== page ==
Since the beginning of Benedictine monasticism monks and nuns have written original works of art that were used in the monastery library or assisting the praying community. Some of the monks and nuns copied existing manuscripts in order to have copies of a text in their own monastery or to send to other people. The Benedictine way of life creates new things and it preserves others. Kindles and iPads are somewhat foreign concepts in a culture that’s manual, personal and original. But modern means ought not be totally dismissed as incongruent to the old ways of doing things.
The monks of Saint John’s Abbey and University have commissioned the Saint John’s Bible, the first handwritten, Illuminated Bible, the first work of this type in 500 years, that is, since the advent of the printing press. Certainly, the monks are leaving their mark on Catholic culture in the US for centuries to come. The artists commenced in 1998 with the idea of igniting the theological, liturgical and spiritual imagination of all people. The Saint John’s Bible illuminates the Word of God for the 21st century.
The dimensions of Saint John’s Bible is a manuscript that stands 2 feet tall and 3 feet wide when open. The head calligrapher is Donald Jackson, the calligrapher to Queen Elizabeth II. Jackson proposed the idea to Benedictine Father Eric Hollas who then waited three months before proposing the idea to Abbot John and the monks of Saint John’s. It’s written on vellum, using quills, natural hand-made inks, hand-ground pigments and gold leaf while incorporating various 21st century themes, images and technology. Artwork includes images of the World Trade Center towers, ashen skulls recalling the Cambodian killing fields, flora and fauna of Minnesota
On April 24, 2008, Pope Benedict XVI received the Books of Wisdom literature of the Saint John Bible and said it was “a work of art, a great work of art” and w “work for eternity.”
More info on the Bible project can be seen here.
Portions of the Saint John’s Bible is on display at The Church of Saint Paul the Apostle (9th Avenue & West 59th Street, NYC) until December 17.
The Abbey of Regina Laudis is a special place in Connecticut; and one of the special Benedictine monasteries in the USA. I’ve been spending more time there in recent months either attending the Divine Office and/or Mass or spending a few days in St Joseph’s Guest House (for men, there are guests for women, married folks, & clergy).
If the crèche at
the Abbey of
Regina Laudis strikes you as a little out place, there’s a good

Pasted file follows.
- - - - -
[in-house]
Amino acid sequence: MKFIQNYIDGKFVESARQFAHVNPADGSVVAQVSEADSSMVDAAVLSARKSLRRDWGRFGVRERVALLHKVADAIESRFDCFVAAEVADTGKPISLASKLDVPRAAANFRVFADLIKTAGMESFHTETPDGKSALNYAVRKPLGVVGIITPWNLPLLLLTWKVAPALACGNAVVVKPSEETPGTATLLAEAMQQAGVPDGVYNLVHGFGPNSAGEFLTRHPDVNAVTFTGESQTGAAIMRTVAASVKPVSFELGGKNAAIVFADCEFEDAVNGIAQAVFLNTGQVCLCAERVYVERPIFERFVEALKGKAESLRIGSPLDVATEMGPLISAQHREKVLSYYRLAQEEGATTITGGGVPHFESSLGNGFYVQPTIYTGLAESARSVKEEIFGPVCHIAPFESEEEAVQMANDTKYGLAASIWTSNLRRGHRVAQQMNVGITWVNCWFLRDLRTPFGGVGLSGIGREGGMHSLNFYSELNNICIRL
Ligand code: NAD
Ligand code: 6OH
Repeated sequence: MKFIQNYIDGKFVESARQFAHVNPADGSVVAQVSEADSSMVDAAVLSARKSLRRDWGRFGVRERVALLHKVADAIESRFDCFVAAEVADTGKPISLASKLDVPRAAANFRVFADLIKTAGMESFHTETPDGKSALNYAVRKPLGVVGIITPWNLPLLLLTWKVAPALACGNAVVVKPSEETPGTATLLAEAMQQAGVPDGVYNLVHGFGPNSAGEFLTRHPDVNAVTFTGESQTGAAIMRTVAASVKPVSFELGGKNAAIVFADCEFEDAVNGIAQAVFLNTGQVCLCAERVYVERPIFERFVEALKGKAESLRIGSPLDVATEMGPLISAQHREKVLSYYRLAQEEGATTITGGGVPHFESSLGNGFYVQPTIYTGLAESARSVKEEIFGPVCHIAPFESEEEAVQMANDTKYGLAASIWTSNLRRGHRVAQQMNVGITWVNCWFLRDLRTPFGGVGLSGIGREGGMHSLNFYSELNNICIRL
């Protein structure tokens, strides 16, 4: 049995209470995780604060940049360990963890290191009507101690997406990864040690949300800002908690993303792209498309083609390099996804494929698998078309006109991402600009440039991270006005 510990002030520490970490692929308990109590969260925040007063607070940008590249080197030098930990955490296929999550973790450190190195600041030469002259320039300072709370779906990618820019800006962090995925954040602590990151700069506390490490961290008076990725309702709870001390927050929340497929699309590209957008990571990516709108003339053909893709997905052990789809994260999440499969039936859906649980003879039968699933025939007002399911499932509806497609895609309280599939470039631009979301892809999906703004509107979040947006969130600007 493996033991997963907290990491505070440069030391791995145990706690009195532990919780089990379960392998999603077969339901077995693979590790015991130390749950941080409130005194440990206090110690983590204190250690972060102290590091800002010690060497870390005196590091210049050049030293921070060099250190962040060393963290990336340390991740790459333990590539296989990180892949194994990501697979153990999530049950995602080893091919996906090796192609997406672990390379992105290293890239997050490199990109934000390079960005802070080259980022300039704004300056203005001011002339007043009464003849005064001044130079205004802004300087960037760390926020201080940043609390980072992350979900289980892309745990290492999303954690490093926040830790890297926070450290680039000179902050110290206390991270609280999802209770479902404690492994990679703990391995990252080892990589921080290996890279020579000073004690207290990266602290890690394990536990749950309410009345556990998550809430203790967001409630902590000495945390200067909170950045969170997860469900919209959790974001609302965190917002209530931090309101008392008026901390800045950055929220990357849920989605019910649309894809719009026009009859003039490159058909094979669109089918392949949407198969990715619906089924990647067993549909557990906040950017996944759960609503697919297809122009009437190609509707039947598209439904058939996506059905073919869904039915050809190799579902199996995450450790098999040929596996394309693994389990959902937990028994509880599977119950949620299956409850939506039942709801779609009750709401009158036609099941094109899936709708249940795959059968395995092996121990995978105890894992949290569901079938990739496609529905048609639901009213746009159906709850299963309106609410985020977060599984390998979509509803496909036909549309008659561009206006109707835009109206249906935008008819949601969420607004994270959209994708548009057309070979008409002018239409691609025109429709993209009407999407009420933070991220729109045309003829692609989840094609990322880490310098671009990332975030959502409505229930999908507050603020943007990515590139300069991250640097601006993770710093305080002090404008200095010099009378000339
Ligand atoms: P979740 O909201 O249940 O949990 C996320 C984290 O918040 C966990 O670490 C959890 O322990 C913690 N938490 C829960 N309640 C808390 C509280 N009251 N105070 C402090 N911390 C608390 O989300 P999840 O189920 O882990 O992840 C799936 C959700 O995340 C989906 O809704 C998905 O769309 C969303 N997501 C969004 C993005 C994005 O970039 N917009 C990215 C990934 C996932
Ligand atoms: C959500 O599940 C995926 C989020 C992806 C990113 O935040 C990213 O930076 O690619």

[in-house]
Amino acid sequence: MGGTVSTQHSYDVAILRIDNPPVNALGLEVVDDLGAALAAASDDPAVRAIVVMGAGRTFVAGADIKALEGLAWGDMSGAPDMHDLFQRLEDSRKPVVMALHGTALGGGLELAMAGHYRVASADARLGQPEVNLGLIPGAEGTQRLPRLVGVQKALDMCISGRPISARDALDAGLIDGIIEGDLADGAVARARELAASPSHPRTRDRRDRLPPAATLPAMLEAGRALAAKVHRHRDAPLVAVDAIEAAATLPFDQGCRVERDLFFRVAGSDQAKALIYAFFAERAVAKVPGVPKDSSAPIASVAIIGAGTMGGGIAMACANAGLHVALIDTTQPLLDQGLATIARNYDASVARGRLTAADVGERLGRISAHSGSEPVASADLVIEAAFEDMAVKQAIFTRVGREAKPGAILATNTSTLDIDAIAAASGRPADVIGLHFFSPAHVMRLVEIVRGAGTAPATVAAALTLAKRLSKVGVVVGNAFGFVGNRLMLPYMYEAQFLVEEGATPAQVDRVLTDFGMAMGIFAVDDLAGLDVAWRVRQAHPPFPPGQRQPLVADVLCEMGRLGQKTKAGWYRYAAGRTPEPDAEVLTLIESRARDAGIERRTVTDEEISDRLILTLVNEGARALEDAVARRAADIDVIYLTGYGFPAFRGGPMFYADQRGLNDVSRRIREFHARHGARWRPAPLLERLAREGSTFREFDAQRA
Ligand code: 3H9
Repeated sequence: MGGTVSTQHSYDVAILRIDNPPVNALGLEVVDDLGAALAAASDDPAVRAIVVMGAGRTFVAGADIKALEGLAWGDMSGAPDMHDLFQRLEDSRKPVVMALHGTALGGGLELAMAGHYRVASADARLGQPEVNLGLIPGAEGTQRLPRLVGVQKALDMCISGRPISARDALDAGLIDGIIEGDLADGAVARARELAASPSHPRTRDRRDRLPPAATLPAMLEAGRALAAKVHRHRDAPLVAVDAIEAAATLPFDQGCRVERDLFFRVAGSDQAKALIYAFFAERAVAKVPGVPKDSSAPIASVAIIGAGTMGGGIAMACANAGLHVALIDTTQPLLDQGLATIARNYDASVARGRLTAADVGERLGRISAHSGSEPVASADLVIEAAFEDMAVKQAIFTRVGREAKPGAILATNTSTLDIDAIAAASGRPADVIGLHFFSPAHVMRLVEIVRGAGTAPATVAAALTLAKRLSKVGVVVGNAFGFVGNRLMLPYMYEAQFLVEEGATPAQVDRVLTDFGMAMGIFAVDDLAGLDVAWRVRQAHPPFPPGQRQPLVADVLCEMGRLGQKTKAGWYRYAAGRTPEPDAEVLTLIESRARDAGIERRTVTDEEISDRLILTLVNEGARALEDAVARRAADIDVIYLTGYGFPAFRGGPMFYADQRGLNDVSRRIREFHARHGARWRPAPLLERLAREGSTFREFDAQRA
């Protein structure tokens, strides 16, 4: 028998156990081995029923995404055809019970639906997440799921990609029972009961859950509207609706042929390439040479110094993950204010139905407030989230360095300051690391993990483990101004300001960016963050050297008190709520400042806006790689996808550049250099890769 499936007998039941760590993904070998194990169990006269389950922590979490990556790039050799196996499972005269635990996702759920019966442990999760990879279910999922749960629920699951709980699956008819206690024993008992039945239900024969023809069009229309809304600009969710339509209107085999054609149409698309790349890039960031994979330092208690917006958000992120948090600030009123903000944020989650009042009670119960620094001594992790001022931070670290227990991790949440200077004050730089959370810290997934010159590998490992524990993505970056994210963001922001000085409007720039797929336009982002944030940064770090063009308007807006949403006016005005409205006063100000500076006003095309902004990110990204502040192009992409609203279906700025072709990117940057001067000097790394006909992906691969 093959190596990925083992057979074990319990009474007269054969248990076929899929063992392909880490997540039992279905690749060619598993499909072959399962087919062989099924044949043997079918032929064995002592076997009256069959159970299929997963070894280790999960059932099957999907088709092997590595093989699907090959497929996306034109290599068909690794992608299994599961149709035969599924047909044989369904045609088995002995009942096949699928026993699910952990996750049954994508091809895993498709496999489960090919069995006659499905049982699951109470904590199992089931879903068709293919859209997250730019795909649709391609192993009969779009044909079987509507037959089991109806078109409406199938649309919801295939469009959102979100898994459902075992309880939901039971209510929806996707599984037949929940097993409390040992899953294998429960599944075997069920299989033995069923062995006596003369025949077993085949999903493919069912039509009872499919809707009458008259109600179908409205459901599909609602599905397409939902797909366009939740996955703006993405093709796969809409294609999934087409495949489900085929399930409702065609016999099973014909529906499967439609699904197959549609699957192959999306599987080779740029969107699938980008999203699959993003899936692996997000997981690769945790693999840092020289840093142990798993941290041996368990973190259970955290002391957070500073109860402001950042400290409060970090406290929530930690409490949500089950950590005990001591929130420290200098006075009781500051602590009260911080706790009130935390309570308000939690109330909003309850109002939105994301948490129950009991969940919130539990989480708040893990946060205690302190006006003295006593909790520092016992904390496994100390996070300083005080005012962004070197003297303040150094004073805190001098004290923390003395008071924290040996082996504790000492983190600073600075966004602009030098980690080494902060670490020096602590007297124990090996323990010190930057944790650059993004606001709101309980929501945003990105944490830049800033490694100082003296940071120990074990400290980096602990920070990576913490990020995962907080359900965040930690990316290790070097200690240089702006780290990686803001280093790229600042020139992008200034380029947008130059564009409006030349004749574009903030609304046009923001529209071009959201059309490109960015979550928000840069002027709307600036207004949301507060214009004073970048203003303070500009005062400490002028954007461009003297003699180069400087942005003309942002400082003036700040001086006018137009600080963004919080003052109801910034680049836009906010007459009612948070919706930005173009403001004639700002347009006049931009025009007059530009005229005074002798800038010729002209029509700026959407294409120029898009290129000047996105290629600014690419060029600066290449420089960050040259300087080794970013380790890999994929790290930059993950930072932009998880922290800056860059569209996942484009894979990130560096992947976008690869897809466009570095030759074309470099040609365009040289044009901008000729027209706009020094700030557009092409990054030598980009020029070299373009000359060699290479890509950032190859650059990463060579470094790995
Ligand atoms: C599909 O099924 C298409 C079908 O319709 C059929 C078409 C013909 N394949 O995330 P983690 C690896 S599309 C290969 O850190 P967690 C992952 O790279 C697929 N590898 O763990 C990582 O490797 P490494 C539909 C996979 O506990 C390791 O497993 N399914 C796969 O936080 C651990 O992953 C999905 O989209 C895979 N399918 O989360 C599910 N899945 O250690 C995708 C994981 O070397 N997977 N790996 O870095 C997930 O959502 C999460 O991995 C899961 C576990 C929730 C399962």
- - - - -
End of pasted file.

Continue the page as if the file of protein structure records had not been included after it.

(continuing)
reason. The austere Yankee barn that houses it is a world away from its previous
home. Handcrafted by artisans in Naples, the intricate nativity scene was
presented as a coronation gift to Victor Amadeus II, king of Sardina, in 1720.
It remained among Italian nobility until it was purchased by Loretta Hines
Howard, an artist and collector, in 1949. She immediately donated it to what
was then a fledgling Benedictine Abbey in, fittingly, Bethlehem, Connecticut
(although the nuns insist the name is a coincidence).
The crèche takes a few
liberties with the traditional nativity story. Instead of a Judean village,
Bethlehem appears here somewhere on the coast of Italy. The stable has been
replaced by Corinthian columns, and the traditional kings and shepherds are
joined by a whole host of other characters, who have shed their New Testament
robes for 18th-century knickers and coats. In one corner, some
peasants argue over the contents of a stem pot. In another, a noblewoman walks
her whippet on a leash. The crowd is puzzling at first, though it may
serve a distinct purpose. “For as
many people as there are, there are attitudes toward the birth of Christ,” says
Sister Angèle Arbib, who helps care for the crèche. She points out some figures
who seems reverential, others who seem distracted or dis-believing: “It’s so
representative. When people come here to see the crèche, they identify with
someone in here.”
And people of all faiths do come to see it. The mass of
Christmas pilgrims has returned after a recent restoration had taken the crèche
out of public view for three years. Conservators from New York’s Metropolitan
Museum of Art painstakingly repaired each of the 68 figures and the tiny
hand-sewn outfits they wear. The results are stunning. The crèche now stands as
a testament to the continued support of the community of nuns,
preservationists, and believers that has formed around it. It’s fitting. After
all, what is a nativity other than a story of people coming together?
November/December, Vol. 74, No. 6.
Abbey of Regina Laudis
273 Flanders Road
The crèche is open to the public daily 10-4 through Jan. 5 (closed Jan. 6-Apr. 24)